The ability to make ‘commit or not commit’ decisions and then to forecast accurately is a key measure of a sales manager’s effectiveness.
An executive team in most companies will judge how good a sales manager is based on their track record of delivering commitments successfully. Yet forecast accuracy is still a problem for most.
Research regularly shows that under 50% of forecasted deals close as predicted. This has been true for many years with little seemingly helping to improve this. Salespeople clearly need help to make the right choices, help to know when to pursue deals, and when to commit into the forecast.
This is an issue for sales managers who are expected to be predictable and deliver their forecast. The forecast sets expectations on what will be delivered at a point in time. In years gone by a sales orders forecast was commonly weighted (Probability x value). Whilst this may continue to be appropriate for higher volume sales environments (where you are confident of the probability %), in most b2b environments forecasts are done on a ‘commit’ basis. This is where a salesperson commits a deal into a forecast for a particular period and their judgement is used to include or not.
Managers should use their experience to challenge the ‘rolled up forecast’ from their team to improve the accuracy of a forecast. They should apply judgement to make better predictions, use data gathered to qualify the salesperson’s view and decide whether this deal is likely to close or not . But how well do they do?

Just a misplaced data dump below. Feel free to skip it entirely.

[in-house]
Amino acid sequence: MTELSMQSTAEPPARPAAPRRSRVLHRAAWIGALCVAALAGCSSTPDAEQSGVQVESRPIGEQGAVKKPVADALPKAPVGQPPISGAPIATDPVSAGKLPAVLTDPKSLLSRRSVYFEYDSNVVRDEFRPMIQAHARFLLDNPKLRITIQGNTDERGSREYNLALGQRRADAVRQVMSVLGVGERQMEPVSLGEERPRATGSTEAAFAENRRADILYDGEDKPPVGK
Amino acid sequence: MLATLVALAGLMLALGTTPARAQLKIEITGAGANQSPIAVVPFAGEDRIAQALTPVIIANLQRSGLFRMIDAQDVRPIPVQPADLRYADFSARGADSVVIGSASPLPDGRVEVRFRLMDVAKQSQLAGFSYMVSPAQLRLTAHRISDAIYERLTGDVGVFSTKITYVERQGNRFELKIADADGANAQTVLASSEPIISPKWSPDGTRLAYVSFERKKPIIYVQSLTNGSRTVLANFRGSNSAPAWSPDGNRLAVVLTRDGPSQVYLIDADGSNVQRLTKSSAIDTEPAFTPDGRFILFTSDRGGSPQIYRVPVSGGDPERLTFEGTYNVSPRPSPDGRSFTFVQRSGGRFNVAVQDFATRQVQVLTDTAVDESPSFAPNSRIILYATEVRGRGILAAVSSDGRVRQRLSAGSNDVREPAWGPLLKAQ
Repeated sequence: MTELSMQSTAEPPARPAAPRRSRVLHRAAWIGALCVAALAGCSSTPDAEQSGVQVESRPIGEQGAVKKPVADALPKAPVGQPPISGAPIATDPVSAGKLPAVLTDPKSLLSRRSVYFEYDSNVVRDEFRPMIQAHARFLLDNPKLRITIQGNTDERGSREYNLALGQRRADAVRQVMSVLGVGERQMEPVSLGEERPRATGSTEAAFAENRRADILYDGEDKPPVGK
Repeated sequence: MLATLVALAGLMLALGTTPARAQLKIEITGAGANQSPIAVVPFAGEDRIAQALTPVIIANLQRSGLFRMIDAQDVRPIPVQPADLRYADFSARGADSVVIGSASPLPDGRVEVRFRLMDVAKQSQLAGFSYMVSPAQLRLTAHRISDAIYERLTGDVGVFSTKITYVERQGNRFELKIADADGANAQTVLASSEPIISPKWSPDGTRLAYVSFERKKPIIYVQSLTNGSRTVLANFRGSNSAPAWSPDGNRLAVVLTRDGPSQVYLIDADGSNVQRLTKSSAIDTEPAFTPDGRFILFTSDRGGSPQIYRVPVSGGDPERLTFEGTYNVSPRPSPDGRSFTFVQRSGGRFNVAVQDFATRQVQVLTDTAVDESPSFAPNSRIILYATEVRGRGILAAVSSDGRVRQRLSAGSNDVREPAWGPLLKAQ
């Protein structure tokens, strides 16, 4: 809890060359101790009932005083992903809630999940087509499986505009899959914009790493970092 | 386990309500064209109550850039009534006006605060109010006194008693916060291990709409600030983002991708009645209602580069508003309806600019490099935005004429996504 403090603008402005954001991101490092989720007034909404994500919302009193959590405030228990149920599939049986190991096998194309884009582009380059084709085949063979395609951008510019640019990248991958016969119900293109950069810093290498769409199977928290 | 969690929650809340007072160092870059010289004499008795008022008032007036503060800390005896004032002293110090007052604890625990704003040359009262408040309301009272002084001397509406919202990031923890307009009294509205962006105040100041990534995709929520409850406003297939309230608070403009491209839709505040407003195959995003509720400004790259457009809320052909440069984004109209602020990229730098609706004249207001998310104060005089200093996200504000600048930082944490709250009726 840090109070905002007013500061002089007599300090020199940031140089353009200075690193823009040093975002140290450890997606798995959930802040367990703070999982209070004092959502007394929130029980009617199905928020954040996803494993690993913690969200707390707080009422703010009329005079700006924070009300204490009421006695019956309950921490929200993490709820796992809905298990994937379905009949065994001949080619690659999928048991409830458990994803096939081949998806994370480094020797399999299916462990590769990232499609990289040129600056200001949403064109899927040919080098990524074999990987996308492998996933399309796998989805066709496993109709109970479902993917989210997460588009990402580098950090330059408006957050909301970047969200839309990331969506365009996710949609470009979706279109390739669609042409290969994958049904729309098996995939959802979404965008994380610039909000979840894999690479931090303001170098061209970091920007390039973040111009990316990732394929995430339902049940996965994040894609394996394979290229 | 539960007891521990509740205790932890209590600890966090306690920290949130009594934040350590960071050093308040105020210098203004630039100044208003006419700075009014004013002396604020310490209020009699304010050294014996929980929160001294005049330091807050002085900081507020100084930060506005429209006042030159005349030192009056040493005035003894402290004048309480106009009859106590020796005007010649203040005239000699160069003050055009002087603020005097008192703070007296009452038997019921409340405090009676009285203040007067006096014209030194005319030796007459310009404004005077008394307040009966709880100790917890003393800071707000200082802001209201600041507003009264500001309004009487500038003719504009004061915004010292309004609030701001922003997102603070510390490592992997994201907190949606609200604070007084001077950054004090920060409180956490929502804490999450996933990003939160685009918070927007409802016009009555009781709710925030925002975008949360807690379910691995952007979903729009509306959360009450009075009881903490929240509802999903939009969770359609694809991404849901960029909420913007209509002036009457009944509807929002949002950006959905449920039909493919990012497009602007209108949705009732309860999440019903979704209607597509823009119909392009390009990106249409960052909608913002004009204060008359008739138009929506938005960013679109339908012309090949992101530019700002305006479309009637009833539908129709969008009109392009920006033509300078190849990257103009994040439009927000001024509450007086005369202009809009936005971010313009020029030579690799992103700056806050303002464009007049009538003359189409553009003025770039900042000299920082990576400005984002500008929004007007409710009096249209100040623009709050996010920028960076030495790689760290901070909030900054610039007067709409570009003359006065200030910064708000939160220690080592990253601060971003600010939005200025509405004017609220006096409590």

Managers can’t see the wood for the trees
Our research shows this is one of the most challenging parts of a sales manager’s role. As salespeople work on so many deals there’s a risk that review conversations are spread too thinly and too much time is spent trying to get the insight. The need for good quality data cannot be understated when looking at building a reliable forecast. (link)
Whether you forecast quarterly or monthly, sales managers need enough information at their fingertips to be more productive. But where should they focus their inspection efforts?
We typically see three ‘buckets’ used in a forecasting exercise:
- Deals to definitely include – commit
- Deals to definitely exclude – omit
- Deals that might happen – upside
Whilst “commit” and “omit” deals should be the more straightforward to review, it’s a fact that a high proportion of “commit” deals regularly fail to get over the line. They are as prone to ‘pipeline slippage’ as others and around a third of deals in “commit” fail to close.
“Upside” deals are even more tricky to predict. You could include some of them, part of them (weighted), assign ‘risk of not closing’ or perhaps ‘sprinkle in some over-optimism and hope’ to make it appear you are not going to miss your forecast (and then cross your fingers). Sadly, mostly these approaches fail to deliver yet managers are reluctant to say no. Salespeople (and managers) often lack the courage needed to make hard choices and walk away from an unwinnable deal. They fear that presenting a reduced pipeline makes them look bad. This is an issue too for the executive team, who miss the opportunity to challenge the level of “qualified” deals in the pipeline (v’s unqualified) in reviews.